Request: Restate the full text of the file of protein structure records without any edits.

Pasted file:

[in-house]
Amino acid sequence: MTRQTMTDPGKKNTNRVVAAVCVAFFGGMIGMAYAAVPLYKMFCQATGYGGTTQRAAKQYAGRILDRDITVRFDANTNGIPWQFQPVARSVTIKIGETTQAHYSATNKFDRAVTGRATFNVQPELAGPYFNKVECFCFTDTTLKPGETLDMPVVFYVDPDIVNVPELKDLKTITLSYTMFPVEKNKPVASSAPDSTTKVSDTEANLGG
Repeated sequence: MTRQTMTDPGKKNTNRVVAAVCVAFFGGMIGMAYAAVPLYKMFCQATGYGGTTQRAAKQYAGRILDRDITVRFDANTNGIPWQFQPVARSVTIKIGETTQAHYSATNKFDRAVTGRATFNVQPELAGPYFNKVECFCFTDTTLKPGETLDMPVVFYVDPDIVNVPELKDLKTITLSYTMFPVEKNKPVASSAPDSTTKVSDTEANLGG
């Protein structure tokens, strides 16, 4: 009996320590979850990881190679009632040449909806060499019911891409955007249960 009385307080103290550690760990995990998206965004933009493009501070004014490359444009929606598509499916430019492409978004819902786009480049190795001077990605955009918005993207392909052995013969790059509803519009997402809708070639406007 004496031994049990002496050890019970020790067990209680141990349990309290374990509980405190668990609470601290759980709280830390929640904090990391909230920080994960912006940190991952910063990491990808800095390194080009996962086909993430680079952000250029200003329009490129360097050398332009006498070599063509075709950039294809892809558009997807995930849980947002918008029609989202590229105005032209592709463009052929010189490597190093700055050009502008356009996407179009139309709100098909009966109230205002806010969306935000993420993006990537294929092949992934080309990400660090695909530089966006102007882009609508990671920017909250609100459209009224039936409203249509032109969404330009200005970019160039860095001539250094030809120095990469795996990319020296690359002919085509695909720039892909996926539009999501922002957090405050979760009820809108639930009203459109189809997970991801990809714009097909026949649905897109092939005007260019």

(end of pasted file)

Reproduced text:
[in-house]
Amino acid sequence: MTRQTMTDPGKKNTNRVVAAVCVAFFGGMIGMAYAAVPLYKMFCQATGYGGTTQRAAKQYAGRILDRDITVRFDANTNGIPWQFQPVARSVTIKIGETTQAHYSATNKFDRAVTGRATFNVQPELAGPYFNKVECFCFTDTTLKPGETLDMPVVFYVDPDIVNVPELKDLKTITLSYTMFPVEKNKPVASSAPDSTTKVSDTEANLGG
Repeated sequence: MTRQTMTDPGKKNTNRVVAAVCVAFFGGMIGMAYAAVPLYKMFCQATGYGGTTQRAAKQYAGRILDRDITVRFDANTNGIPWQFQPVARSVTIKIGETTQAHYSATNKFDRAVTGRATFNVQPELAGPYFNKVECFCFTDTTLKPGETLDMPVVFYVDPDIVNVPELKDLKTITLSYTMFPVEKNKPVASSAPDSTTKVSDTEANLGG
């Protein structure tokens, strides 16, 4: 009996320590979850990881190679009632040449909806060499019911891409955007249960 009385307080103290550690760990995990998206965004933009493009501070004014490359444009929606598509499916430019492409978004819902786009480049190795001077990605955009918005993207392909052995013969790059509803519009997402809708070639406007 004496031994049990002496050890019970020790067990209680141990349990309290374990509980405190668990609470601290759980709280830390929640904090990391909230920080994960912006940190991952910063990491990808800095390194080009996962086909993430680079952000250029200003329009490129360097050398332009006498070599063509075709950039294809892809558009997807995930849980947002918008029609989202590229105005032209592709463009052929010189490597190093700055050009502008356009996407179009139309709100098909009966109230205002806010969306935000993420993006990537294929092949992934080309990400660090695909530089966006102007882009609508990671920017909250609100459209009224039936409203249509032109969404330009200005970019160039860095001539250094030809120095990469795996990319020296690359002919085509695909720039892909996926539009999501922002957090405050979760009820809108639930009203459109189809997970991801990809714009097909026949649905897109092939005007260019």